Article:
EU Economy
Stagnation in the Eurozone as German aversion to inflation to continue
By Michael Hennigan, Finfacts founder and editor
Oct 30, 2014 - 9:56 AM

Printer-friendly page from Finfacts Ireland Business News - Click for the News Main Page - A service of the Finfacts Ireland Business and Finance Portal

With the Eurozone facing stagnation, a report issued on Wednesday, suggested that German aversion to inflation may grow as ageing concerns get increasing focus.

In the Financial Times today, Willem Buiter, a former member of the Bank of England Monetary Policy Committee and currently chief economist at Citigroup, writes that even if private domestic demand were to revive, either spontaneously or through external shocks or expansionary monetary and fiscal policy and supply-side reforms, the banking sector cannot support growth.

He writes that to avoid the cyclical stagnation in the Eurozone turning into secular stagnation, four policies are required with the first being more stringent bank stress tests followed by speedy recapitalisations.

The second measure is a temporary fiscal stimulus (say 1% of Eurozone GDP per year for two years, concentrated in the countries with the largest output gaps, that is, in the periphery), which is permanently funded and monetised by the ECB. To make the mechanics of this helicopter money drop more transparent, the ECB could cancel the sovereign debt it purchases.

This third measure would be economically equivalent to buying and holding the debt forever (rolling it over as it matures), but rather more dramatic.

Finally, to achieve debt sustainability, radical supply side reforms are required that boost the growth rate of potential output to at least 1.5% Italy, Portugal and other sclerotic countries.

Olli Rehn and Jean Arthuis who are members of the European Parliament and respectively former Commission vice-president for economic and monetary affairs; and chair of the European Parliament budgets committee and French finance minister, 1995-97, write that: "If persistent high fiscal deficit and increasing public debt resulted in rapid economic growth, then France and Italy would be European champions; Japan would be the world’s leading economic power; and Finland would be running the show in the Nordic area. What these countries have in common is a lack of appetite for structural reforms.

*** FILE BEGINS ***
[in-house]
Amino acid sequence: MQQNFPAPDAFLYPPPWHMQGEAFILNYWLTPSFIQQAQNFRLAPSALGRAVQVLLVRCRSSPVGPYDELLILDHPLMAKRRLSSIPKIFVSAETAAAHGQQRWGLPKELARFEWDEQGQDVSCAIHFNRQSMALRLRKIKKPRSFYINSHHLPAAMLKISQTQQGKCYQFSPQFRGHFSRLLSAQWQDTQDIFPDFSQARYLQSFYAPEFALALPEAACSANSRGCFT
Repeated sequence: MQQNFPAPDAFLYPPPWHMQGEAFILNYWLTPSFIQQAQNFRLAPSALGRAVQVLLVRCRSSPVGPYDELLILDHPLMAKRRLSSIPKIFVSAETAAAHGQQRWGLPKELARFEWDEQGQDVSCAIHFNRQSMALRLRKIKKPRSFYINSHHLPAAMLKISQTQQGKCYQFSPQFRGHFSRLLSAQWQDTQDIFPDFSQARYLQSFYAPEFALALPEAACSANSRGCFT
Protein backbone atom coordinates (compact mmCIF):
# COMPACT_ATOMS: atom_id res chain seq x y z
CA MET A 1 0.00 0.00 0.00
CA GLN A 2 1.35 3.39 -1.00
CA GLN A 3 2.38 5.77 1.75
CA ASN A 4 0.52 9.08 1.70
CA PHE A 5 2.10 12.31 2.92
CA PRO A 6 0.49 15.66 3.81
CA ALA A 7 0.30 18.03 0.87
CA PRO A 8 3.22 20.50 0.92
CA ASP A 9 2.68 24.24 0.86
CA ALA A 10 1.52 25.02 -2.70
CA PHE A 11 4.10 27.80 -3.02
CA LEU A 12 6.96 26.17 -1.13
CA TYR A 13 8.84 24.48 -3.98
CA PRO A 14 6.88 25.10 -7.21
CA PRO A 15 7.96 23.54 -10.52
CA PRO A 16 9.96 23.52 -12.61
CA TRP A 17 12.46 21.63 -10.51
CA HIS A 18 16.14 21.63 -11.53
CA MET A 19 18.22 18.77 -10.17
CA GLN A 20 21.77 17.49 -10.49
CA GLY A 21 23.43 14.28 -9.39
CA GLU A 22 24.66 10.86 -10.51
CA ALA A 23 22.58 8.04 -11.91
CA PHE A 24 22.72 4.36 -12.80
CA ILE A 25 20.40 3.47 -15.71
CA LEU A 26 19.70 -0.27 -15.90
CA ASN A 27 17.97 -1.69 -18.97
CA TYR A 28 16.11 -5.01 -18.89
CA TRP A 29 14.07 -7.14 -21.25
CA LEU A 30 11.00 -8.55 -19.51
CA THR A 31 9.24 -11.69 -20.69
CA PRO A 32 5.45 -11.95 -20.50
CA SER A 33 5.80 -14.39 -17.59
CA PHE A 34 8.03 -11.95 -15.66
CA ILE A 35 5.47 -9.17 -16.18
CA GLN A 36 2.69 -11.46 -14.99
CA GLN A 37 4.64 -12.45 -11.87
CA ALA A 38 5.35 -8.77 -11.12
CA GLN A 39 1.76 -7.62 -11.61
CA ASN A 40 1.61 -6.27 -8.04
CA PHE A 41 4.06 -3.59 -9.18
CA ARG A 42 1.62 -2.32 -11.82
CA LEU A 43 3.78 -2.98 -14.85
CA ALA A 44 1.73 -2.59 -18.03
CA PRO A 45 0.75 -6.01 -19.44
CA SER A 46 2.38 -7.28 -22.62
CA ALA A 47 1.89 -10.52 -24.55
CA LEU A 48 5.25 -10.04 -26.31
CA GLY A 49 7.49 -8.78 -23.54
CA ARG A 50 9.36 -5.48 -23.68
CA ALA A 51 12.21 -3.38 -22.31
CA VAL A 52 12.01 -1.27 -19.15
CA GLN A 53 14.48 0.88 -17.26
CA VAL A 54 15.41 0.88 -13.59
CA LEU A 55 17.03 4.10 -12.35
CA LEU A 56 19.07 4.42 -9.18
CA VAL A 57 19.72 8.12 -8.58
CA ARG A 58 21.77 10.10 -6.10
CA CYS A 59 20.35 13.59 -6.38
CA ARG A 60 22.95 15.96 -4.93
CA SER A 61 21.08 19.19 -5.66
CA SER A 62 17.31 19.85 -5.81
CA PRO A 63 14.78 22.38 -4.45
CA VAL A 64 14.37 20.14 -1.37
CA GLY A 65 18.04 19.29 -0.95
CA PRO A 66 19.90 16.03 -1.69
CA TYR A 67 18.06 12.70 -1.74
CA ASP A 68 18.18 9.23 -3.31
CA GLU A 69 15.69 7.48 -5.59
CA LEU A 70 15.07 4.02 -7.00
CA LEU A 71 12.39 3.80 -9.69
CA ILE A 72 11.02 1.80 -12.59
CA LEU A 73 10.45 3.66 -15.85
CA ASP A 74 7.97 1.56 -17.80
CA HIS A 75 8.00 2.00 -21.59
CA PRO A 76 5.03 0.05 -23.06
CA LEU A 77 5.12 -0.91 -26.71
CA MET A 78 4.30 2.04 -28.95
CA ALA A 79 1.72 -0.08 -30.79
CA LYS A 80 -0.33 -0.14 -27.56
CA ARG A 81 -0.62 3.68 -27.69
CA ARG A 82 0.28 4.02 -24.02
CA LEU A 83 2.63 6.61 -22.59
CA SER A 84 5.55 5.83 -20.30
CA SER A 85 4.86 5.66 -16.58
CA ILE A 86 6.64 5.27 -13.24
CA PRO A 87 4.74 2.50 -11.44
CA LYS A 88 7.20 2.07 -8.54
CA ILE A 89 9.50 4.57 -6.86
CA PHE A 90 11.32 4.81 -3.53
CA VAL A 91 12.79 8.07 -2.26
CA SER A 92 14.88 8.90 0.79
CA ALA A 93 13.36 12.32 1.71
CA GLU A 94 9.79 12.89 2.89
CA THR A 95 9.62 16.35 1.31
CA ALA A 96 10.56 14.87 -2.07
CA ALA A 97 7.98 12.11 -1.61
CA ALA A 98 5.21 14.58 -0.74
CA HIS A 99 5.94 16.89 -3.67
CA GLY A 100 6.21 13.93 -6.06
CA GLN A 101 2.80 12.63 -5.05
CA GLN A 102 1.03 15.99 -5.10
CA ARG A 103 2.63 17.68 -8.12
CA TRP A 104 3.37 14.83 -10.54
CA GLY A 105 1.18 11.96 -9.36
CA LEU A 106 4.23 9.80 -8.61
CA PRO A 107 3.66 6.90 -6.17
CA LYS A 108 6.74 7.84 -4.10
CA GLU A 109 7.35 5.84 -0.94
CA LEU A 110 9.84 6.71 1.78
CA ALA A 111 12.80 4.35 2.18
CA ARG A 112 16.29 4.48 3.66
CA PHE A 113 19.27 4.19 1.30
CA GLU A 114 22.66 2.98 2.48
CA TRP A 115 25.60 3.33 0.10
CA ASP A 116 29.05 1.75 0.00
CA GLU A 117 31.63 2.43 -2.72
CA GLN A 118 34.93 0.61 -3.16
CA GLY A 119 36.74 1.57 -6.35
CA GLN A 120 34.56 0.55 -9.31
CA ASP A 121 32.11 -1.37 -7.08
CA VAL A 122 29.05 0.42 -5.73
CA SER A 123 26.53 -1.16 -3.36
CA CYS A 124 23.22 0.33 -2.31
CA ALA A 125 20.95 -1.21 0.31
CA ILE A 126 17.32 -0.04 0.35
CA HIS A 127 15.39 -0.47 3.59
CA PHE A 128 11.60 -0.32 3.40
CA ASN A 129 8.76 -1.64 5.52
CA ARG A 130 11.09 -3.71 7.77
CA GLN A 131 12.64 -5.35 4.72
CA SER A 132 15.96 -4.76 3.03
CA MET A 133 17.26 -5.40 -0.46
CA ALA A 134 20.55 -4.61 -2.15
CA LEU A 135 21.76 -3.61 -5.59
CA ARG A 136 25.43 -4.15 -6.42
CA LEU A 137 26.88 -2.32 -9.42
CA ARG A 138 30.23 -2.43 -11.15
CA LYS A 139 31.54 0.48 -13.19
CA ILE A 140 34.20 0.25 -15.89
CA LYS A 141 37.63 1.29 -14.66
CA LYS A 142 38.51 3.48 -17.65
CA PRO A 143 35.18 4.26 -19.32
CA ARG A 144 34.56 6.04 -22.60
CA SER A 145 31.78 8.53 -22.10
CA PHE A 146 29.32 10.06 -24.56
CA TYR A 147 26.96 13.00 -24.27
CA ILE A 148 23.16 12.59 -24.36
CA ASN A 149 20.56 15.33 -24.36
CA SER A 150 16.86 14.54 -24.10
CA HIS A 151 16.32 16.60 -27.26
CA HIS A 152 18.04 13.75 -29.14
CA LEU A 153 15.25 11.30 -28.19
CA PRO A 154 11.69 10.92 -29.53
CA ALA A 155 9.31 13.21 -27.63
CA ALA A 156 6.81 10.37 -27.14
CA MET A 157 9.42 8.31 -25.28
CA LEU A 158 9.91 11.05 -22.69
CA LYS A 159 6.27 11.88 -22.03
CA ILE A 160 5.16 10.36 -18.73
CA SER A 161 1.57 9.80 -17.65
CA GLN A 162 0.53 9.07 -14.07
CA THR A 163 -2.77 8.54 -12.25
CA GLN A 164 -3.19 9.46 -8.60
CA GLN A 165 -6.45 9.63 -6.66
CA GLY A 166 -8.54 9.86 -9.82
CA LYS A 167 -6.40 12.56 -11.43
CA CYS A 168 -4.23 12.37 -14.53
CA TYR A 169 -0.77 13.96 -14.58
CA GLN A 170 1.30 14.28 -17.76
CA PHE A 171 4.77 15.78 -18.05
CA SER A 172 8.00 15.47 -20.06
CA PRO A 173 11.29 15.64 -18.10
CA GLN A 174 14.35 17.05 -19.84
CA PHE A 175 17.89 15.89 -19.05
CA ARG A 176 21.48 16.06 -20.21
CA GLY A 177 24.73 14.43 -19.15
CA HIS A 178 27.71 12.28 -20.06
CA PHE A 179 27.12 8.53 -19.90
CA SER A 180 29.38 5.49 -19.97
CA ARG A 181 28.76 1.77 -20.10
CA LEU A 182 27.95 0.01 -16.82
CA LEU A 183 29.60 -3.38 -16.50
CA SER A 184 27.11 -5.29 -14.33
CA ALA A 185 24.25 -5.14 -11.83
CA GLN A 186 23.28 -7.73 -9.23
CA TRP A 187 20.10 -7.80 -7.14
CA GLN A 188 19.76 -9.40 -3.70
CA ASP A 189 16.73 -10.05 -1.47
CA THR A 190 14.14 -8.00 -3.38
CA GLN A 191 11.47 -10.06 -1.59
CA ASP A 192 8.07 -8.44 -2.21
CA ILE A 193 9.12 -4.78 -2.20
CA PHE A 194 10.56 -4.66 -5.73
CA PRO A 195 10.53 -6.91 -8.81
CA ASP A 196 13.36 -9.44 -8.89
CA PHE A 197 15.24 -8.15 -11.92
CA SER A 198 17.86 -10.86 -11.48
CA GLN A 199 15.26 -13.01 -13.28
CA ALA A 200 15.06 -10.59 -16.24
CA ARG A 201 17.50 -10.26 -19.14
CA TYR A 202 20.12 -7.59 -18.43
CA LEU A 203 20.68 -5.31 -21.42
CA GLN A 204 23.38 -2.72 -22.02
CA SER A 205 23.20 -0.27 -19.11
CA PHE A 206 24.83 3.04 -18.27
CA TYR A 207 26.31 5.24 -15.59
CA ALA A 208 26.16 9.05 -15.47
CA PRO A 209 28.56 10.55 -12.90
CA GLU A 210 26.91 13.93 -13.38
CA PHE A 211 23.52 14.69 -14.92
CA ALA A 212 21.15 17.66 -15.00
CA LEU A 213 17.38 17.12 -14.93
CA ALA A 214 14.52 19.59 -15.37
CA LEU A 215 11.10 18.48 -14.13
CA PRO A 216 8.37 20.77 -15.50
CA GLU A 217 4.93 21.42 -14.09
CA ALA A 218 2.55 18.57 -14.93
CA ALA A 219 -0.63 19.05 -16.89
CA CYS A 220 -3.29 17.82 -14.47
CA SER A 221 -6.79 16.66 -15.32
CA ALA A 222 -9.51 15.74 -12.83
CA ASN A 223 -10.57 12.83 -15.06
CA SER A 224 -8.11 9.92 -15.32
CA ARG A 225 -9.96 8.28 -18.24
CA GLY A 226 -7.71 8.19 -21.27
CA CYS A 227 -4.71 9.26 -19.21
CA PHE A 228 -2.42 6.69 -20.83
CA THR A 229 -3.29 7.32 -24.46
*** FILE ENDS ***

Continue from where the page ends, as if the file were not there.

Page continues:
When Germany broke the terms of the stability and growth pact in 2003-04, it did so to implement a bold reform agenda that is unanimously applauded today. Should structural reforms be implemented in France and Italy, the European Central Bank would be reassured that its monetary stimulus was being channelled effectively through to the real economy to boost lending to enterprises and households."

Presentation: Banking & regulatory trends in Europe - from Deutsche Bank.

On Tuesday Deutsche Bank published a report [pdf] on inflation. It says:

Basically all factors influencing inflation attitudes as identified in cross-country studies are supportive for high inflation aversion in Germany. In two key areas of the economy determining its inflation propensity – private credit demand and the relationship between unemployment and inflation – we find quantitative evidence of rather limited inflation-accelerating properties.

The German peculiarities are a mixed blessing for the ECB. On the one hand, it makes inter-EMU rebalancing more arduous for the periphery and the reinvigoration of the credit multiplier more complicated for the ECB. On the other, it gives the ECB more time to run its supportive policy without creating new imbalances in the largest EMU economy.

In the long run, the arguments about what are the proper tasks and limits of fiscal and monetary policy, challenged several times in Germany’s highest court, show that there are still differences between Germans’ and other Europeans’ view of the world. Even more worrisome, the impact of demographic ageing in combination with strong preference for (low-risk) interest-bearing assets will probably make them even more inflation-averse, while high unemployment rates, soaring government debt and the need for deleveraging in the private sector might have the opposite effect in many other European countries. As a result, reaching a consensus on economic policy within EMU is going to remain very challenging.

Although we still think that the inflation cycle in the Monetary Union is about to turn, ongoing weakness and geo-political uncertainty do not hint towards strong cyclical forces driving inflation – probably not for years. Therefore the ECB has scope to extend its balance sheet via private and most likely public QE. "

© Copyright 2011 by